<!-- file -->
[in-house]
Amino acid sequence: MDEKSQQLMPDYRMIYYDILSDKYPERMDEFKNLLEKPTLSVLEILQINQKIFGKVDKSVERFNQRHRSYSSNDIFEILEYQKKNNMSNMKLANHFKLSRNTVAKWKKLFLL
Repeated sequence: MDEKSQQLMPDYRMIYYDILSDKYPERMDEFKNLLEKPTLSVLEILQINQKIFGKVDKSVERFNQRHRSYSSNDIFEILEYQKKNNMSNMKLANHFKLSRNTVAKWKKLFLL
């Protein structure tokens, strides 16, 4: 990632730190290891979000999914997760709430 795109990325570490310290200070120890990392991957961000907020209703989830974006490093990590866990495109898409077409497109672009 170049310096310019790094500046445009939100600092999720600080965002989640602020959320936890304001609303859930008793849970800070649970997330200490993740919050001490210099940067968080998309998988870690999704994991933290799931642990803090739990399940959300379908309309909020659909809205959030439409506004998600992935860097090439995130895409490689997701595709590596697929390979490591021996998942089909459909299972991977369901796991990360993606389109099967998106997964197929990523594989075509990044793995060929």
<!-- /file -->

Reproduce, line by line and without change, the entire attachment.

[in-house]
Amino acid sequence: MDEKSQQLMPDYRMIYYDILSDKYPERMDEFKNLLEKPTLSVLEILQINQKIFGKVDKSVERFNQRHRSYSSNDIFEILEYQKKNNMSNMKLANHFKLSRNTVAKWKKLFLL
Repeated sequence: MDEKSQQLMPDYRMIYYDILSDKYPERMDEFKNLLEKPTLSVLEILQINQKIFGKVDKSVERFNQRHRSYSSNDIFEILEYQKKNNMSNMKLANHFKLSRNTVAKWKKLFLL
């Protein structure tokens, strides 16, 4: 990632730190290891979000999914997760709430 795109990325570490310290200070120890990392991957961000907020209703989830974006490093990590866990495109898409077409497109672009 170049310096310019790094500046445009939100600092999720600080965002989640602020959320936890304001609303859930008793849970800070649970997330200490993740919050001490210099940067968080998309998988870690999704994991933290799931642990803090739990399940959300379908309309909020659909809205959030439409506004998600992935860097090439995130895409490689997701595709590596697929390979490591021996998942089909459909299972991977369901796991990360993606389109099967998106997964197929990523594989075509990044793995060929």